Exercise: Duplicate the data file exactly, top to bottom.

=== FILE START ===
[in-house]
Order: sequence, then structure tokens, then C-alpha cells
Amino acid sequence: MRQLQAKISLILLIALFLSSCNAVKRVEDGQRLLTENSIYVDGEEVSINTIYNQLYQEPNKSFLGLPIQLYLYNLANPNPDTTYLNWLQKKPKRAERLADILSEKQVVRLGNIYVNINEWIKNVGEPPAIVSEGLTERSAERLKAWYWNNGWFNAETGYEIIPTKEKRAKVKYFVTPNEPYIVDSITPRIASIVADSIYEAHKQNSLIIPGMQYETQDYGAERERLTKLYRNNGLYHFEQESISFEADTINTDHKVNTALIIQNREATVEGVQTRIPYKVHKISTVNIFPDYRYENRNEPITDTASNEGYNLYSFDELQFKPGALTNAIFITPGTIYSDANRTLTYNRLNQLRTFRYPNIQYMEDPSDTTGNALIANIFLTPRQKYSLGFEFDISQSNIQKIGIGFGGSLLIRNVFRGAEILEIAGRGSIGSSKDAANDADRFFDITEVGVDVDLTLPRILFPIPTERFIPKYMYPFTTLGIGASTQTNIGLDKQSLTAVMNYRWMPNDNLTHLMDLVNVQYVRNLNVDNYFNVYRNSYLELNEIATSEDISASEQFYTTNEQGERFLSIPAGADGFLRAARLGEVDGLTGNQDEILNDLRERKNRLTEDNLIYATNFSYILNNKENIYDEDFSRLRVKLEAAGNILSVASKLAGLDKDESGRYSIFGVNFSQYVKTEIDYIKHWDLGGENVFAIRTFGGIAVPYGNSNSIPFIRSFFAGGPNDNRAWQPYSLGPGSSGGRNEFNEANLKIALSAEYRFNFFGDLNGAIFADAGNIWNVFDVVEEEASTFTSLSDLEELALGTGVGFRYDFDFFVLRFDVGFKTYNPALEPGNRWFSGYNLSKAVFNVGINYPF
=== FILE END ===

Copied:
[in-house]
Order: sequence, then structure tokens, then C-alpha cells
Amino acid sequence: MRQLQAKISLILLIALFLSSCNAVKRVEDGQRLLTENSIYVDGEEVSINTIYNQLYQEPNKSFLGLPIQLYLYNLANPNPDTTYLNWLQKKPKRAERLADILSEKQVVRLGNIYVNINEWIKNVGEPPAIVSEGLTERSAERLKAWYWNNGWFNAETGYEIIPTKEKRAKVKYFVTPNEPYIVDSITPRIASIVADSIYEAHKQNSLIIPGMQYETQDYGAERERLTKLYRNNGLYHFEQESISFEADTINTDHKVNTALIIQNREATVEGVQTRIPYKVHKISTVNIFPDYRYENRNEPITDTASNEGYNLYSFDELQFKPGALTNAIFITPGTIYSDANRTLTYNRLNQLRTFRYPNIQYMEDPSDTTGNALIANIFLTPRQKYSLGFEFDISQSNIQKIGIGFGGSLLIRNVFRGAEILEIAGRGSIGSSKDAANDADRFFDITEVGVDVDLTLPRILFPIPTERFIPKYMYPFTTLGIGASTQTNIGLDKQSLTAVMNYRWMPNDNLTHLMDLVNVQYVRNLNVDNYFNVYRNSYLELNEIATSEDISASEQFYTTNEQGERFLSIPAGADGFLRAARLGEVDGLTGNQDEILNDLRERKNRLTEDNLIYATNFSYILNNKENIYDEDFSRLRVKLEAAGNILSVASKLAGLDKDESGRYSIFGVNFSQYVKTEIDYIKHWDLGGENVFAIRTFGGIAVPYGNSNSIPFIRSFFAGGPNDNRAWQPYSLGPGSSGGRNEFNEANLKIALSAEYRFNFFGDLNGAIFADAGNIWNVFDVVEEEASTFTSLSDLEELALGTGVGFRYDFDFFVLRFDVGFKTYNPALEPGNRWFSGYNLSKAVFNVGINYPF